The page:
Characterization, modeling, and design of N-polar GaN devices for mm-wave power
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The millimeter-wave frequency spectrum is in increasing demand for wireless applications including communication and radar. Nitrogen-polar GaN devices at UCSB have now shown transformative performance with record-breaking power density of 8 W/mm and excellent efficiency in the W-band (75-110 GHz) frequency range. This talk will discuss some of UCSB's work on deep recess N-polar GaN MISHEMTs which has enabled this performance. The focus will be on this researcher's contribution to UCSB's N-polar GaN device program which has been to develop new methods to characterize and model these devices in a way which provides quick and insightful feedback for designing improved devices. This is achieved by providing unambiguous evaluations of large-signal performance by load pull at extremely high frequency, and using accurately extracted equivalent circuit models to identify which specific aspects of the device can be adjusted to realize improvements in performance. These methods led to improvement in the efficiency at 94 GHz from 17% to 28%, while the power density was increased to 8 W/mm. New characterization and modeling techniques are underway to understand and improve the linearity of the device, because distortion in amplifiers is of increasing importance for complex digital modulation schemes employed in modern communication systems.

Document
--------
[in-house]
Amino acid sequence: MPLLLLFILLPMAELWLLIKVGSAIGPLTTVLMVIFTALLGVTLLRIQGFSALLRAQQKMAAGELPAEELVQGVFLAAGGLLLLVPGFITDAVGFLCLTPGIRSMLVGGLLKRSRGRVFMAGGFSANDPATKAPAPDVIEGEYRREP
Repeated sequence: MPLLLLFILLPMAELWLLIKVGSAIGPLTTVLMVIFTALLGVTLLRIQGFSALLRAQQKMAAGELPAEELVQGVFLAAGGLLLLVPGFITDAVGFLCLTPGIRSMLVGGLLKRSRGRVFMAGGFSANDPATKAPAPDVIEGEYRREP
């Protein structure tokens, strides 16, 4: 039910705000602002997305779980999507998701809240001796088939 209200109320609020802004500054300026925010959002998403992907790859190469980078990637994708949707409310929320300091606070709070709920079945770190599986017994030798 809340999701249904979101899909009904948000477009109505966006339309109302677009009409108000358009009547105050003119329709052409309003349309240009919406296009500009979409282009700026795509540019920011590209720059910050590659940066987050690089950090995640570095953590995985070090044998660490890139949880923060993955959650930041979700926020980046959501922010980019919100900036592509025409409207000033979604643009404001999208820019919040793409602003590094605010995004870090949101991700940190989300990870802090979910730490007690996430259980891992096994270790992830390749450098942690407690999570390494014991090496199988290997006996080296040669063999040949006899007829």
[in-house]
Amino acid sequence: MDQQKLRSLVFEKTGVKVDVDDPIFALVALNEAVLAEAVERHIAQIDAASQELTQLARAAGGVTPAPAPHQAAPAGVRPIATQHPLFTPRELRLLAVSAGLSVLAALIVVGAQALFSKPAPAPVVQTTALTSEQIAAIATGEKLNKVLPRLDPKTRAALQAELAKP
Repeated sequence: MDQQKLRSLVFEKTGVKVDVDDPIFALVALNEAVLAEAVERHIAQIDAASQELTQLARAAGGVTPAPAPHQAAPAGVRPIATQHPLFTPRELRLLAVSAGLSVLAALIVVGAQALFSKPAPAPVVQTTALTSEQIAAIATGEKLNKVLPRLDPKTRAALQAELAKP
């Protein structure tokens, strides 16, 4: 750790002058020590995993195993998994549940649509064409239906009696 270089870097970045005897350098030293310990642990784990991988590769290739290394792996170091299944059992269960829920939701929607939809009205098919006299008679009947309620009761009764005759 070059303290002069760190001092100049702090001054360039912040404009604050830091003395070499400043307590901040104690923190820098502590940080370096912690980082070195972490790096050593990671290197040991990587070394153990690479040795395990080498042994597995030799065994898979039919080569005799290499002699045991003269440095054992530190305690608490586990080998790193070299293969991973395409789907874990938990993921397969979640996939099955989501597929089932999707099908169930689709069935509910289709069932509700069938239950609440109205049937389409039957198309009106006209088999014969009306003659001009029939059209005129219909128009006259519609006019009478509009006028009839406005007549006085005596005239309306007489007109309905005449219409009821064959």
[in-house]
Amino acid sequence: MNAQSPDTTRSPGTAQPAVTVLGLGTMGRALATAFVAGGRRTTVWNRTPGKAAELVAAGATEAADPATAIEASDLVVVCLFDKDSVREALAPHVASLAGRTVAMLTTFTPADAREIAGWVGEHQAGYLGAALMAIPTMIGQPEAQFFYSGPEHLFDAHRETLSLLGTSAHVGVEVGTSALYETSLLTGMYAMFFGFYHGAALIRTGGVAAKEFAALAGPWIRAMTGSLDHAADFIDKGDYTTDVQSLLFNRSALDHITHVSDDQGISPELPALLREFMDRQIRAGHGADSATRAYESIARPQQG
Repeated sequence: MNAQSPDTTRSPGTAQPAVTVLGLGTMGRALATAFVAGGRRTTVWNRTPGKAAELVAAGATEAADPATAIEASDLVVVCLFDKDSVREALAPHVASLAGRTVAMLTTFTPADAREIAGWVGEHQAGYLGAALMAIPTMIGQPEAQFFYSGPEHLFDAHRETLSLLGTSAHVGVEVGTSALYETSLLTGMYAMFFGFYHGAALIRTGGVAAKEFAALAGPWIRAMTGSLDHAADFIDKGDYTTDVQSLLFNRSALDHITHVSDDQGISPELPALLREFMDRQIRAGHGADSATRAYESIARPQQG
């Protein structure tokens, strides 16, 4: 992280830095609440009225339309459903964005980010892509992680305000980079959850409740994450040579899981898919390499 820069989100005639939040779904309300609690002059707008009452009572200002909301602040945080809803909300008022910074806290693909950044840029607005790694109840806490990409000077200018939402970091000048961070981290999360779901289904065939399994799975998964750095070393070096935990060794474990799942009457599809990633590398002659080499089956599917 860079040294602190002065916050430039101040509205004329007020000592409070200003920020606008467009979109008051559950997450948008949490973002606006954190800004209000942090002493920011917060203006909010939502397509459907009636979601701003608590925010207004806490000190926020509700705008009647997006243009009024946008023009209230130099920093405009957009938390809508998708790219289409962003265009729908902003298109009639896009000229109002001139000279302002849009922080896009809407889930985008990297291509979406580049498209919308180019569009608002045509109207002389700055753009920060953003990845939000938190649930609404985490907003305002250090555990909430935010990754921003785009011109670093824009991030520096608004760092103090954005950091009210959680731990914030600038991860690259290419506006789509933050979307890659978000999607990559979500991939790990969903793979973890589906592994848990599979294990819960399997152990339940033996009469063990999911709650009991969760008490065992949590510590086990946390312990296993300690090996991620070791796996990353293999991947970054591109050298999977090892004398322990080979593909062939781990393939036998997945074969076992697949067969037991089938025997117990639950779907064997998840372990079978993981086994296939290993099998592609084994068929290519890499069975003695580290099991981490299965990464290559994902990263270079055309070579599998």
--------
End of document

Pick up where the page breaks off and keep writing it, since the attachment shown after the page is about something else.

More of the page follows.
Matthew Guidry obtained his B.S., M.S., and PhD degrees in Electrical and Computer Engineering from UCSB in 2008, 2014, and 2018 respectively. His PhD was completed under Professor Umesh K. Mishra with a thesis on the characterization, modeling, and design of N-polar GaN mm-wave devices. He is currently employed as a Postdoctoral researcher at UCSB working on new characterization methods and designs of novel devices targeting improvements in linearity, frequency response, and power density. At UCSB he is also employed as the manager of Professor Mishra's and York's high-frequency measurement laboratory which is used by 6 UCSB research groups and multiple companies. He also currently works at Toyon Research Corporation on the design of GaN devices for tunable RF applications and for local oscillator generation at mm- and sub-mm-wave frequencies. He has also worked at HRL Laboratories with projects focused on RF and microwave circuits and sensing. His research interests include metrology, development of new characterization techniques and system, physical and empirical device modeling, and the application of these methods to design and understand novel semiconductor devices.